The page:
The first time Abbas Karimi jumped into a pool, the water brought fresh relief from the heat of Kabul.
For Karimi, 24, who was born without arms, the pool also conferred a sense of freedom and protection. As he advanced quickly from flailing in a life jacket to winning races, he discovered a place where he could excel, and transcend the bullying he experienced.
Swimming also propelled Karimi, who is one of six athletes competing for the Refugee Paralympic Team in Tokyo, to flee Afghanistan when he was 16. After winning a national championship in his homeland, he yearned to train for international competition without the daily fears of war and terrorism.
“I needed to be somewhere I could be safe and keep training and be a Paralympic champion,” he said in an interview earlier this month on Zoom. “When I left Afghanistan, that was with me, that idea of what I’m going to be.”
Eight years after Karimi escaped Afghanistan, he led the parade of nations into the stadium at the Paralympics’ opening ceremony on Tuesday night as one of two flag bearers for the refugee team.
Because the chaos surrounding the Taliban takeover of Afghanistan prevented the country’s Paralympic delegation from flying to Tokyo, Karimi may be the only Afghan athlete to compete at the Games. Two Afghan Paralympians were part of a group of more than 50 athletes who were evacuated from Kabul and traveled to Australia this week, but organizers have not said whether they will compete in Tokyo.
Karimi is one of millions who fled the violence in Afghanistan long before the current crisis. According to the United Nations High Commissioner for Refugees, a total of 2.2 million registered Afghan refugees are in Iran and Pakistan alone.
In 2013, one of Karimi’s older brothers took him to Iran and connected him with a group that was traveling to Turkey. Over three days and nights, they hiked or stowed in trucks to pass over mountains on the way to the border.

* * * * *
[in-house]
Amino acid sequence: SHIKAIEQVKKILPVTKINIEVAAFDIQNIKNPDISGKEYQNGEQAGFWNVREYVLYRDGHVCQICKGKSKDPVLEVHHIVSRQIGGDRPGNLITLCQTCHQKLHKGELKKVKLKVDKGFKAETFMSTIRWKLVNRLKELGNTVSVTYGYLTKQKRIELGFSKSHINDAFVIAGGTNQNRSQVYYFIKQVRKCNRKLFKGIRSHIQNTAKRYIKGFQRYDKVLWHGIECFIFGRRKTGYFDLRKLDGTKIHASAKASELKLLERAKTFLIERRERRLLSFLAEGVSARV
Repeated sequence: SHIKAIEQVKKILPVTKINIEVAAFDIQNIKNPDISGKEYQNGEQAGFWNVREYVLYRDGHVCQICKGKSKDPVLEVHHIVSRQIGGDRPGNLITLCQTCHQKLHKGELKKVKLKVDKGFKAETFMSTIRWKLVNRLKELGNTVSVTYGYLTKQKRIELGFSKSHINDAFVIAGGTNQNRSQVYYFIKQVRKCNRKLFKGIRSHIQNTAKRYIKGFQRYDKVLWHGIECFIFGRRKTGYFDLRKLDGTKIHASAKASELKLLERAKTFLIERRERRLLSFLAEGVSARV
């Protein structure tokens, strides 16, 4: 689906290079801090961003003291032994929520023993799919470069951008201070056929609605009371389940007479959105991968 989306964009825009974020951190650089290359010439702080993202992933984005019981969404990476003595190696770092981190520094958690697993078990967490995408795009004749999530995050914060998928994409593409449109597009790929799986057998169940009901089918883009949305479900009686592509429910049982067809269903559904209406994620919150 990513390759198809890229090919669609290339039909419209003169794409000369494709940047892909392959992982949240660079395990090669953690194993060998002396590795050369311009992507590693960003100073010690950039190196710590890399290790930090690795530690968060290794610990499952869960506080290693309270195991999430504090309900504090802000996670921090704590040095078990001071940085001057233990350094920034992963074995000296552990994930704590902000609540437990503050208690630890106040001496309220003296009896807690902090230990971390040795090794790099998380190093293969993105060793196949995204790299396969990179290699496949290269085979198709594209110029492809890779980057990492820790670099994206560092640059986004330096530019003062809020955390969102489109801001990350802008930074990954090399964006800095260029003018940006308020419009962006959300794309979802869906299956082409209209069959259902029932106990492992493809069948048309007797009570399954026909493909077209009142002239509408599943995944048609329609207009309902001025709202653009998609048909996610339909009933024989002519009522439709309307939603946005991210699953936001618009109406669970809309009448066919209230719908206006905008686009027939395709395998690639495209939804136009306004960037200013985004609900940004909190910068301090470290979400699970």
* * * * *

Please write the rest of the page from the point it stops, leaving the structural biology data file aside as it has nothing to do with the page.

Once in Turkey, Karimi moved between four different refugee camps, nearly one per year. He was determined to keep swimming, sometimes taking a bus twice a day, an hour each way, to a pool where he could train.
In Afghanistan, he had started swimming freestyle and breaststroke events, but his coaches in Turkey persuaded him to learn the dolphin kick so that he could swim the butterfly.
“It is one of the hardest strokes in swimming,” he said. “But the only way that I could swim faster and become a champion was butterfly.”
With international competition as the goal, Karimi had begun posting on Facebook to seek support to reach the Paralympics. Not long after he arrived in Turkey, he connected with Mike Ives, a retired wrestling and football coach in Portland, Oregon, who eventually mounted a letter-writing campaign that helped Karimi resettle as a refugee in the United States in 2016.
Karimi lived with Ives in Portland and joined a U.S. Masters Swimming team, the Oregon Reign Masters. Dennis Baker, the head coach, instantly recognized Karimi’s talent, drive and self-reliance, marveling at how nimbly he got out of the pool without assistance. When Karimi competed in his first Oregon state masters championship, “he scored a ton of points for us,” Baker said.
In 2017, Karimi competed in the para swimming world championships in Mexico City for the refugee team and won a silver medal in the 50-meter butterfly. He and Ives flew straight to Geneva, where Karimi participated in a conference convened by the U.N. refugee agency’s Global Refugee Youth Consultations.